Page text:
The researchers tracked each study participant in the Social Security Death Index, which (for fraud prevention purposes) is a registry of all deaths of Americans who have social security numbers. By monitoring which patients showed up in the death index, and when, the researchers could determine who did and did not die during the course of the study.

The findings

As with previous research, the authors of this study found that people with better aerobic fitness, as measured by peak METs, were less likely to die, even after controlling for factors like age, sex, body mass, history of disease, smoking, and other potential confounding variables.

Most interestingly, the researchers found that there was no upper limit to the benefits of physical fitness. The healthiest group of people—in other words, those least likely to die from any cause—were those that the authors classified as having “extreme cardiorespiratory fitness.”

In the context of this study, the authors defined this as scoring in the top 2.3% of all performers for their age and sex. These extremely fit individuals were less likely to die compared to those who scored in the 75th-97.6th percentiles for aerobic fitness, to the tune of a 23% lower risk of death. This pales in comparison to the difference between the most and least fit people, though: Compared to the top 2.3%, those in the lowest 25% of aerobic fitness had five times the risk of death!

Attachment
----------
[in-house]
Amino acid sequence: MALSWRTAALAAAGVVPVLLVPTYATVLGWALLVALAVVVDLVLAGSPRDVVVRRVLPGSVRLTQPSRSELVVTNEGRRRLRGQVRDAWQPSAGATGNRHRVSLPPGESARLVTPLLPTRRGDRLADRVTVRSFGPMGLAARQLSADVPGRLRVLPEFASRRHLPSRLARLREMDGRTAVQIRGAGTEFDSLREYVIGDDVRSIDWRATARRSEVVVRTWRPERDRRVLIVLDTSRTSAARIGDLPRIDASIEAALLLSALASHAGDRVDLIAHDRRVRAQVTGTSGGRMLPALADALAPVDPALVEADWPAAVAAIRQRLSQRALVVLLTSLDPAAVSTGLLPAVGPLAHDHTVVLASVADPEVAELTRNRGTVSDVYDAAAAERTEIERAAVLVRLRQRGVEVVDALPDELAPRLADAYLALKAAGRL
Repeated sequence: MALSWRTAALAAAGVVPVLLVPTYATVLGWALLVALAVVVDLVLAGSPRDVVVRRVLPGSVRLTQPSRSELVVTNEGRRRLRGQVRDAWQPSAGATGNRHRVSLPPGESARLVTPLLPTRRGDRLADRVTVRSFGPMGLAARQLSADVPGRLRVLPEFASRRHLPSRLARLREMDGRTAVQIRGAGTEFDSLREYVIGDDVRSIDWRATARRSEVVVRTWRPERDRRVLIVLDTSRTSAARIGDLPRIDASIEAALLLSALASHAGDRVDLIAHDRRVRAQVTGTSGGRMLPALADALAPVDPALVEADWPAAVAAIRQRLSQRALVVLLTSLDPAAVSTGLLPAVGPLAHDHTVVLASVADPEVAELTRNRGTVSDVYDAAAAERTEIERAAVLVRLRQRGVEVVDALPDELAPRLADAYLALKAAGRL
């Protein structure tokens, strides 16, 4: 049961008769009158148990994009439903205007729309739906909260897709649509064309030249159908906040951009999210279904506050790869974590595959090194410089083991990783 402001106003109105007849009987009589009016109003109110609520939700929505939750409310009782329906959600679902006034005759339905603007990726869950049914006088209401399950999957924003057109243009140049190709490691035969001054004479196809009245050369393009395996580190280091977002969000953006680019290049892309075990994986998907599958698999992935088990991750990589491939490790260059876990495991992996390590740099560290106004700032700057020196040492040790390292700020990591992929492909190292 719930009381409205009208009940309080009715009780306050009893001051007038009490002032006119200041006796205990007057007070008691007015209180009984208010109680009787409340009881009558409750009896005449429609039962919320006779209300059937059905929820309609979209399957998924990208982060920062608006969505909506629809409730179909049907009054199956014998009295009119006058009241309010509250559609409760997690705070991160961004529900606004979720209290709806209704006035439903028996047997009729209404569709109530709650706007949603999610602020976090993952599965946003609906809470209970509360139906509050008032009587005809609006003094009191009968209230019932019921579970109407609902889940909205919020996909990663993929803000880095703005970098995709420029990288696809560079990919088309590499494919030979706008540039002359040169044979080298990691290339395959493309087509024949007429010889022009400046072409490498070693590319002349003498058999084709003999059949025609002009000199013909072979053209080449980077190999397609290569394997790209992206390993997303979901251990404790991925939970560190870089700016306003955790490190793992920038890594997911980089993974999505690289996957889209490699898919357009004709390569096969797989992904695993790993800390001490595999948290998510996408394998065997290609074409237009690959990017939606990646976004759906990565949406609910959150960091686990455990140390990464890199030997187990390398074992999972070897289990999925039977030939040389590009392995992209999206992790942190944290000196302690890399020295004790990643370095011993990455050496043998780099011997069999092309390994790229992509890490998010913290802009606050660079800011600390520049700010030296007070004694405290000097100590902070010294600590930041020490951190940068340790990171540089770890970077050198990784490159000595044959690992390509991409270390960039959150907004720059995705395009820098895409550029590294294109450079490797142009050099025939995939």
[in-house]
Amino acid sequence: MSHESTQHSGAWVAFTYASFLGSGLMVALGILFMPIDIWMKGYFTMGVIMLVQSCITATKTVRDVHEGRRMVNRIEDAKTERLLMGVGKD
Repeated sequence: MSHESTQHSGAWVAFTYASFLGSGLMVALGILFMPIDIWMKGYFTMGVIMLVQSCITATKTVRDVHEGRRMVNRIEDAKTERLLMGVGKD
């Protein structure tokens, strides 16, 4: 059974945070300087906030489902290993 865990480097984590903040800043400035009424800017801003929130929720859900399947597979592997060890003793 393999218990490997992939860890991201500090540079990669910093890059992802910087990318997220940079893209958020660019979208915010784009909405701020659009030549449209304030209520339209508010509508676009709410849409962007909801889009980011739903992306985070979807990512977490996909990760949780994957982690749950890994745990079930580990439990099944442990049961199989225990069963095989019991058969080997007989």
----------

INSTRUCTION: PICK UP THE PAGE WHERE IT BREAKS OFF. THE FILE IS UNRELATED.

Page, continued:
Can your 5k time predict your lifespan?

One thing I love doing is trying to translate research findings into something that’s more tangible and practical for people who aren’t clinical researchers. What does it really mean to have a “peak MET two standard deviations above the age and sex mean?

You may have seen the term “MET” before, at the gym on exercise equipment. It’s a standardized unit of energy expenditure, where 1.0 METs is the energy expenditure of sitting still in a chair.  METs are closely related to another unit of energy expenditure that you might be more familiar with, which is VO2.  One MET is equivalent to 3.5 ml of oxygen per kg of body mass. What this means is that if you know someone’s peak metabolic equivalent, you can easily figure out their VO2 max—all you have to do is multiply by 3.5.  So, it’s pretty easy to turn the cut-points for low, average, high, and elite aerobic fitness in this paper from MET thresholds into VO2 max thresholds.

Once we have VO2max, we’re in more familiar territory for runners. If you’ve read my book, Modern Training and Physiology, you know that your VO2 max is a very important predictor for your race performances. Now, coaches like me usually rail against VO2 max as the end-all-be-all of running performance, because VO2 max does not differentiate very well between someone whose 5k PR is 16:00 and someone whose 5k PR is 15:30. That being said, in this case, VO2 max is a pretty useful predictor of running performance, if we are talking about magnitudes like a 30:00 versus a 20:00 5k (or a 30:00 versus a DNF).